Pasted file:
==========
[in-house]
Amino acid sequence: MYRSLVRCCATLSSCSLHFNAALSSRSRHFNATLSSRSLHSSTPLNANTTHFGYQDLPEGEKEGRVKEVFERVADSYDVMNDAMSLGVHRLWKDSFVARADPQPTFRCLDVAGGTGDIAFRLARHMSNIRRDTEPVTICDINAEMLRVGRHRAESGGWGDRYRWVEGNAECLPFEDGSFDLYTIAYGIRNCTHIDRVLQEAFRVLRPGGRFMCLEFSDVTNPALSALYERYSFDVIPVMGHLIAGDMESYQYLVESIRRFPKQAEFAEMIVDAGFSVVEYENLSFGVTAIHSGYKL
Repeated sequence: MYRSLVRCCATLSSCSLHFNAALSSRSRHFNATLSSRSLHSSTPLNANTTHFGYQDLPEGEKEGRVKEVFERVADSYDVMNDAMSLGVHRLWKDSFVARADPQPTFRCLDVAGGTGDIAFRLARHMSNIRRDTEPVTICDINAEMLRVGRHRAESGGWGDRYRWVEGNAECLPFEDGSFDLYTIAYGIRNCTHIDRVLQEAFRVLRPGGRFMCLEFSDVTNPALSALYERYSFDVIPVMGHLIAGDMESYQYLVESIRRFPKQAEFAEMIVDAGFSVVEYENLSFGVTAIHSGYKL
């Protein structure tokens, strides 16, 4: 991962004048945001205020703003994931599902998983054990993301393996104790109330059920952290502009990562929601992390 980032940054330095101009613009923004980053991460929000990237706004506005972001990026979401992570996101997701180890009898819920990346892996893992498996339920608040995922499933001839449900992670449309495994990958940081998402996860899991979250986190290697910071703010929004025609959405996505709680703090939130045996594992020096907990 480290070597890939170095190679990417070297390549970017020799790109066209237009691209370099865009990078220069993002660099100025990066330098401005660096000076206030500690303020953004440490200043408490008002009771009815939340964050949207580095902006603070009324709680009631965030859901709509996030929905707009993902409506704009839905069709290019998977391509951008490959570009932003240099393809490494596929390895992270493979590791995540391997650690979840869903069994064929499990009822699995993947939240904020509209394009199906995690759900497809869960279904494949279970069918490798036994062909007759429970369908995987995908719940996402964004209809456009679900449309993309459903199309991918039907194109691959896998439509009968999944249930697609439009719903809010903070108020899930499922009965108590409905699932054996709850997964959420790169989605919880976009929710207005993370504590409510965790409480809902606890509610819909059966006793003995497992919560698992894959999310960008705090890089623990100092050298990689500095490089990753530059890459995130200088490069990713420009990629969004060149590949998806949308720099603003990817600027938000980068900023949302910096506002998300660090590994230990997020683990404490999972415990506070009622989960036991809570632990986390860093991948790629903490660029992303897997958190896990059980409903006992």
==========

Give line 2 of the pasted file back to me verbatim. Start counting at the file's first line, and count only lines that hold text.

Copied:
Amino acid sequence: MYRSLVRCCATLSSCSLHFNAALSSRSRHFNATLSSRSLHSSTPLNANTTHFGYQDLPEGEKEGRVKEVFERVADSYDVMNDAMSLGVHRLWKDSFVARADPQPTFRCLDVAGGTGDIAFRLARHMSNIRRDTEPVTICDINAEMLRVGRHRAESGGWGDRYRWVEGNAECLPFEDGSFDLYTIAYGIRNCTHIDRVLQEAFRVLRPGGRFMCLEFSDVTNPALSALYERYSFDVIPVMGHLIAGDMESYQYLVESIRRFPKQAEFAEMIVDAGFSVVEYENLSFGVTAIHSGYKL